Whilst doing this and some other paint jobs on figures, for friends, I was provoked into thought by a post I saw on TMP by a fellow gamer musing over whether to game Napoleonics in 15mm of 28mm and the pros and cons of doing either or both. As always TMP proved a truism that opinions are like noses, every body's got one, and the good folk of the TMP readership chimed in with their thoughts.
The one thing that, surprisingly, didn't get a mention was terrain. You would think that two different scales require two sets of terrain if you want to put on the odd game yourself.
|The marvellous material that is roof felt!|
I think the above example illustrates the importance most gamers attach to terrain, and often the games I see depicted reflects this priority in thinking. I am often puzzled and somewhat amazed at the time and effort many gamers go to in producing wonderfully researched and painted figures, prepare the necessary orders of battle for a certain game, and then present that game with an eclectic mix of terrain that fails to do justice to all the work that has gone into the other game components.
Only the other day my eye was drawn to a battle report, with pictures, of a game representing one of Napoleon's early battles with the Austrians in the Alps. I am always interested in this period and was immediately drawn to the link. The order of battle was complimented by some beautiful figures fighting over what looked like a generic rural area of England with Tudor beamed thatched cottages, a building I am pretty sure is quite rare in the French alps!
|The last sections of the River Maciera completed Saturday morning.|
Surely the whole point about bringing model figures on to a table to represent a period in history has to be about getting a balance between playability, functionality and esthetic's. My feeling is that very often its the last factor that gets forgotten, to the detriment of our hobby. If you're not bothered about the look of the game and just want to play out a given scenario, then it would be simpler to play a board game, computer game or dare I say, use unpainted (silver surfers) figures, with card terrain and reduce the effort.
|The benefit of a mat over styrene is that I can pin terrain down to improve the look and enable my river to conform closely to the valley it flows through. Note the pin left proud to illustrate.|
I'm not representing the "fasionistas of war-gaming" who get all picky about a particular colour shade of French Blue or style of Venetian portico work that appeared on such and such 15th century building. The point is is that it's not difficult putting together a simple collection of terrain items to produce a good looking game and that it is achievable over time with a little bit of research, modelling and planning.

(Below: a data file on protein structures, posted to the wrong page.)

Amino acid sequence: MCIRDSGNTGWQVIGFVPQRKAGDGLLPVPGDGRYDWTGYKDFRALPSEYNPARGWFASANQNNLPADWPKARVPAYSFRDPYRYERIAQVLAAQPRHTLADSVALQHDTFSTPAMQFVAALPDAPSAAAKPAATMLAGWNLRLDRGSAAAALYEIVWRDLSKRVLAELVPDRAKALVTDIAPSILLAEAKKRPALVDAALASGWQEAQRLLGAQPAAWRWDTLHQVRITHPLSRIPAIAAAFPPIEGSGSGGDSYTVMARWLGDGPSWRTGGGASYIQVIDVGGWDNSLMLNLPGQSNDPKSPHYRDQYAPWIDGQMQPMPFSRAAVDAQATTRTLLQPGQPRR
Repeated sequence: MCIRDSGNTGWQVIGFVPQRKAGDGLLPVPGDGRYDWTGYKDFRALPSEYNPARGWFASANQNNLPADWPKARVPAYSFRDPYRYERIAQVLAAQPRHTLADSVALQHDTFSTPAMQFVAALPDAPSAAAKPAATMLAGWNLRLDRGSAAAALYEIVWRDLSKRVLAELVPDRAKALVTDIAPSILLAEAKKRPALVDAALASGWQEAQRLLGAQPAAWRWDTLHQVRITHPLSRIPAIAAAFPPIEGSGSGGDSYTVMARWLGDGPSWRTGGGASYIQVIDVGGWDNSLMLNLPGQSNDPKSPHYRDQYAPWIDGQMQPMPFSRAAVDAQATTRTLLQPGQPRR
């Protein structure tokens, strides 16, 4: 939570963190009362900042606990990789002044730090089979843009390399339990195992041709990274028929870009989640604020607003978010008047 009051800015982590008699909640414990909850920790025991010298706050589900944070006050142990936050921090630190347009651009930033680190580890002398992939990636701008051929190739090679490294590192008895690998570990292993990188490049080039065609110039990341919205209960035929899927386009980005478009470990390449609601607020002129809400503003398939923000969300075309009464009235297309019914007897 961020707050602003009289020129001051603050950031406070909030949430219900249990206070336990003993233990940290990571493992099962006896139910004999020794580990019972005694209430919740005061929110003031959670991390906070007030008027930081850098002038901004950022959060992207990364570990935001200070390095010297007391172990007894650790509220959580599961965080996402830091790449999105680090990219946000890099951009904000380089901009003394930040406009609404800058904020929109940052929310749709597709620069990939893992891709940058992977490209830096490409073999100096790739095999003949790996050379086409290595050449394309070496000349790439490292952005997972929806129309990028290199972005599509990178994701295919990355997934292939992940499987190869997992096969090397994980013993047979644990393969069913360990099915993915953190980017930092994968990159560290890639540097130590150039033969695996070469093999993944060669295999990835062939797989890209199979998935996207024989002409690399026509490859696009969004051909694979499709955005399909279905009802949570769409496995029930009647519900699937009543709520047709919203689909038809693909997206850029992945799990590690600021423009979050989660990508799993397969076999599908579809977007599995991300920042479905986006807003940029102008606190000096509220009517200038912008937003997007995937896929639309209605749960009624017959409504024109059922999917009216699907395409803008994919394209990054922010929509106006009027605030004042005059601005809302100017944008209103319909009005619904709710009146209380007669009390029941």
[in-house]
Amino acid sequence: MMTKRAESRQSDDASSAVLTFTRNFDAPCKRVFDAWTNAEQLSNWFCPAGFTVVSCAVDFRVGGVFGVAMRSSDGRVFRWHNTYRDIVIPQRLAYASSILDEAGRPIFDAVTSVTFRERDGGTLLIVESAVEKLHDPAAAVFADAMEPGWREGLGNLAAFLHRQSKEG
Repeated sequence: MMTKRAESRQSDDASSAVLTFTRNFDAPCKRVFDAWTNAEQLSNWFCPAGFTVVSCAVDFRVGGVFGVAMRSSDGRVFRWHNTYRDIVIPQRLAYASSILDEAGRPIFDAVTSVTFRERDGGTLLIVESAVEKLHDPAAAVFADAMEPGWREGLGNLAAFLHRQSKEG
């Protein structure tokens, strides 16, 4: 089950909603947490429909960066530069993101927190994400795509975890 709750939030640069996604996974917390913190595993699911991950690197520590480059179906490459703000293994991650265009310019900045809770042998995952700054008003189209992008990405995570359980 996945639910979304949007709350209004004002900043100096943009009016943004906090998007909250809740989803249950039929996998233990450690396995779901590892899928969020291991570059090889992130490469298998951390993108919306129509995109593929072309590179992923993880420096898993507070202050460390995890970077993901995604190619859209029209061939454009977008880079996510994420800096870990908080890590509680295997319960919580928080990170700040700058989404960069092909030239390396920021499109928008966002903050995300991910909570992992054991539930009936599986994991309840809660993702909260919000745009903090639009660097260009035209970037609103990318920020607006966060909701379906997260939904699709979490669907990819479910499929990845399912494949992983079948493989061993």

You don't even have to have a purpose built table like the one I have at home. When putting on games at the club, I will grab my trusty "Games Workshop" battle mat, some foam hills to stick under it and the most appropriate scenic items in the collection and off we go. Most of the games pictured on the Devon Wargames Blog are testament to that point.
To help in the process of putting together a collection of terrain items I made a key decision. I, like many gamers, run my hobby on a limited budget. A budget requires discipline, particularly if you are going to make the most of it, trust me, I'm married to a finance manager! The key decision was to wargame in one scale to allow me to have terrain that would suit all the periods I am interested in. Thus after consideration, I decided that my chosen scale for all my land conflicts would be 15/18mm. I now have collections for AWI, Napoleonics and WWII in those scales and all my terrain basics are interchangeable between those periods. I only have to alter the buildings and create a few time/era specific pieces to put on a game with those collections.
As the saying goes, "Fail to plan, Plan to fail". Too many times, I see gamers who fail to reign in the gadfly in all of us, that falls in love with a particular range of figures, not thinking about any other considerations about terrain and then ending up very rarely using them.
|A seamless transition from one section to another in the Maciera valley outside Vimiero town|
Also, as a Peninsular War enthusiast, I am all too aware of the importance of knowing where the "military crest" is on any given ridge. For my British commanders playing in a few weeks time those crest lines will be very important in deciding if they are able to repulse the French columns advancing on them.
|The crest of the western ridge above Vimiero is indicated as a line running between the two markers. Any unit at 75 paces or more behind that line is not visible to troops in the valley below.|
Thus a simple, but effective way of indicating if you are behind, on or in front of said crest is the use of the humble terrain marker made from roof felt and disguised as a bit of upland scrub
|simple but very effective|
|The crest line on the all important "Vimiero Hill"|
My windmill was purchased and constructed with one idea in mind, to help the viewer, who has any idea of what to expect to see of a battle in the Peninsular, get immediate confirmation of what he or she is looking at.
Terrain building just adds another layer of fun and interest to our hobby. We can spend those few moments between planning and realising the units that will complete our orders of battle by studying pictures from the times through to modern views, together with walking the sites themselves, all with the point of identifying those key bits of terrain that need to be modelled to enable our game to tick all three boxes, playability, functionality and esthetic's, the P.F.E. of wargaming.
|My Rolica windmill|
Next up, French mounted colonels from Khurasan Miniatures, the bell tower for Oporto and the Vimiero game,(the invites have gone out).